Prof. Hanneke Hulst
Leiden, The Netherlands
Hanneke Hulst is working as full Professor in Neuropsychology in Health and Disease, and is chair of the Health, Medical and Neuropsychology Unit at Leiden University, the Netherlands. She is trained as a clinical neuroscientist (PhD), health scientist (MSc) and philosopher (MA) which puts her in an excellent position to bridge the gap between fundamental and applied research. She has an extensive track record in studying the underlying mechanisms of cognitive decline in people with multiple sclerosis (MS) by using state-of-the-art neuroimaging techniques. Furthermore, she explores the impact of innovative cognitive rehabilitation on cognitive performance of individuals with MS. Her work aims to enhance our understanding of the cognitive aspects of MS and improve the lives of those affected by the condition.
Prof Lauren Krupp
New York University, New York, USA
Dr. Lauren Krupp received her medical degree from the Albert Einstein College of Medicine, completed her Neurology Residency at Albert Einstein and Montefiore Medical Center, and then completed additional fellowship training at Neuroimmunology/Multiple Sclerosis Branch of the National Institutes of Health.
Dr Krupp is Professor of Neurology and Psychology at Stony Brook University Medical Center and specializes in multiple sclerosis. She is the co-director of the adult MS Comprehensive Care Center at Stony Brook and is the founder and director of the National Pediatric Multiple Sclerosis Center at Stony Brook, having pioneered the first Center in the United States to treat children and adolescents with MS. She received her medical degree from the Albert Einstein College of Medicine and interned at the New York College of Medicine in Westchester, NY. She was resident and chief resident of neurology at Albert Einstein College of Medicine and Montefiore Medical Center and then completed fellowship training at the Neuro-immunology/Multiple Sclerosis Branch of the National Institutes of Health. She is a Fellow of the American Academy of Neurology, founding chair and member of the International Pediatric MS Study Group, and initial chair and current member of the National Network of Pediatric MS Centers of Excellence.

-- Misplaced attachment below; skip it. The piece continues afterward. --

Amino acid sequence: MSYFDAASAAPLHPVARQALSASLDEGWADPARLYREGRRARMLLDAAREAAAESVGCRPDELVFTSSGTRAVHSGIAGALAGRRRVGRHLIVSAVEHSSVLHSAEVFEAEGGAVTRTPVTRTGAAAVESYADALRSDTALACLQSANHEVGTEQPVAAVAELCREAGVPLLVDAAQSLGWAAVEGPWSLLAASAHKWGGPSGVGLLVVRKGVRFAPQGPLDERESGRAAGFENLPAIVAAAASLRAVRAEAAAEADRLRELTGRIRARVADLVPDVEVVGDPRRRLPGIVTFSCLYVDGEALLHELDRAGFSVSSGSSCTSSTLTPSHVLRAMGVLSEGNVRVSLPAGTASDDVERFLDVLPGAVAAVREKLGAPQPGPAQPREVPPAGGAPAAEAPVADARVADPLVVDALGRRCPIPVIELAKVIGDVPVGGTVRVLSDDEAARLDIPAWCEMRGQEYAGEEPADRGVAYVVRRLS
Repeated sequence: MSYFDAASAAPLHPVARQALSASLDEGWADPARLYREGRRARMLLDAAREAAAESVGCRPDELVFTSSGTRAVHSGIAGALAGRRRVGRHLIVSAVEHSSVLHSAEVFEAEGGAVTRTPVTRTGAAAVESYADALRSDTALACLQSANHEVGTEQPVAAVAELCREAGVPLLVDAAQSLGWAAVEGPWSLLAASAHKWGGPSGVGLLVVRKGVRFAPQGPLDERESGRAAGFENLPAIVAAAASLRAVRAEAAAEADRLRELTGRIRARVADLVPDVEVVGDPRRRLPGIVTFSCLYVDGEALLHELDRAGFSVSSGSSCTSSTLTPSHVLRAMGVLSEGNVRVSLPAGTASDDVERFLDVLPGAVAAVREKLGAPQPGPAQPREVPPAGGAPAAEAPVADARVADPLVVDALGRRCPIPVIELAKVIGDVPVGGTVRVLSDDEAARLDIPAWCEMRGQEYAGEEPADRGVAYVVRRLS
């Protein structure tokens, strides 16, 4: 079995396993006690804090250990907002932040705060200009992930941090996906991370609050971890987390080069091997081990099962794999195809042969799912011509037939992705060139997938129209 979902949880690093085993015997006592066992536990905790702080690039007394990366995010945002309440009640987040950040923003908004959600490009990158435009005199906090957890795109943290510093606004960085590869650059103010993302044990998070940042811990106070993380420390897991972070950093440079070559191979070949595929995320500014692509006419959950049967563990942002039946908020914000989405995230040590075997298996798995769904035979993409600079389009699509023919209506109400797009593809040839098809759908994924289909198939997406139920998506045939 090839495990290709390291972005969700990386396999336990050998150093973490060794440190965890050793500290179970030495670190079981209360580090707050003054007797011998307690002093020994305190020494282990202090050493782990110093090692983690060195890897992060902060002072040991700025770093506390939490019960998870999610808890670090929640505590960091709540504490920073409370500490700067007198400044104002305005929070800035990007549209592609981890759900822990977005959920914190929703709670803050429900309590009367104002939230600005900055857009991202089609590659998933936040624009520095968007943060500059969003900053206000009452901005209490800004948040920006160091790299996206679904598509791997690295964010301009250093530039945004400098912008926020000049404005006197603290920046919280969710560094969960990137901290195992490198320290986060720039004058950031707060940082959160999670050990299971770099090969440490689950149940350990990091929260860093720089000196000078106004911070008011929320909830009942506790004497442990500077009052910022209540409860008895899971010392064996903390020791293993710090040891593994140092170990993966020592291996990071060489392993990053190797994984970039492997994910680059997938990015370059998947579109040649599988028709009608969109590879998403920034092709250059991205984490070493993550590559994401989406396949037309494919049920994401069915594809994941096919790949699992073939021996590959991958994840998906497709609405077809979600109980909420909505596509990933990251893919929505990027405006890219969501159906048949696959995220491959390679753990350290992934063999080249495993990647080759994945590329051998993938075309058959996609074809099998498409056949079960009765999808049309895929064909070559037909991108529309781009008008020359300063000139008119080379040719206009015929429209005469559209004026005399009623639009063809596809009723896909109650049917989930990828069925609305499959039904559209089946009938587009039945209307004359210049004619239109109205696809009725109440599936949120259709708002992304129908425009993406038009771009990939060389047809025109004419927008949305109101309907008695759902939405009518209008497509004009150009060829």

Her clinical research program addresses clinical challenges affecting adults as well as children with MS and focuses on better defining and treating fatigue, mood disturbance, and cognitive dysfunction in MS. She has published more than 100 original articles or chapters and is an internationally acknowledged authority on symptomatic management in multiple sclerosis.
Prof Dawn Langdon
Royal Holloway, University of London, UK
Previously secretary 2012-7
Professor of Neuropsychology and Director of Health and Medicine, Royal Holloway, University of London, UK
Dawn Langdon completed her training as a clinical psychologist at Oxford University and the Institute of Psychiatry, London. She worked as a clinical neuropsychologist at the National Hospital, Queen Square, London for sixteen years, obtaining a PhD on reasoning in organic brain syndromes and registration as both a neuropsychologist and a health psychologist.